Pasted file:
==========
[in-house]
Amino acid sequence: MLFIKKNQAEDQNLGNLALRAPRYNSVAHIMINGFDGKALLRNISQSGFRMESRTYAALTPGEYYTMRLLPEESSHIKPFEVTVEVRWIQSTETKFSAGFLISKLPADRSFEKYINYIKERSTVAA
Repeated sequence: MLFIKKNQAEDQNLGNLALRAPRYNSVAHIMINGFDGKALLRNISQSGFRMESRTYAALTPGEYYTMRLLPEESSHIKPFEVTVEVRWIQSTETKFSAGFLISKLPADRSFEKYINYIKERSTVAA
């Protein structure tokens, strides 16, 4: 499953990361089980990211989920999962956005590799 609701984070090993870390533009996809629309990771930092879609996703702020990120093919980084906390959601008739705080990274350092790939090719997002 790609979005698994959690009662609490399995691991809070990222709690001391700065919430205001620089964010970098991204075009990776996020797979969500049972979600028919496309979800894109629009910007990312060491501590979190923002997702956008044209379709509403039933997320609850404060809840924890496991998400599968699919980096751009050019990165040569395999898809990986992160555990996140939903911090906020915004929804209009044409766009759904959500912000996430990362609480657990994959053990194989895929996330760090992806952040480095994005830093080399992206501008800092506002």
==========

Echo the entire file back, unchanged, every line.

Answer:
[in-house]
Amino acid sequence: MLFIKKNQAEDQNLGNLALRAPRYNSVAHIMINGFDGKALLRNISQSGFRMESRTYAALTPGEYYTMRLLPEESSHIKPFEVTVEVRWIQSTETKFSAGFLISKLPADRSFEKYINYIKERSTVAA
Repeated sequence: MLFIKKNQAEDQNLGNLALRAPRYNSVAHIMINGFDGKALLRNISQSGFRMESRTYAALTPGEYYTMRLLPEESSHIKPFEVTVEVRWIQSTETKFSAGFLISKLPADRSFEKYINYIKERSTVAA
């Protein structure tokens, strides 16, 4: 499953990361089980990211989920999962956005590799 609701984070090993870390533009996809629309990771930092879609996703702020990120093919980084906390959601008739705080990274350092790939090719997002 790609979005698994959690009662609490399995691991809070990222709690001391700065919430205001620089964010970098991204075009990776996020797979969500049972979600028919496309979800894109629009910007990312060491501590979190923002997702956008044209379709509403039933997320609850404060809840924890496991998400599968699919980096751009050019990165040569395999898809990986992160555990996140939903911090906020915004929804209009044409766009759904959500912000996430990362609480657990994959053990194989895929996330760090992806952040480095994005830093080399992206501008800092506002």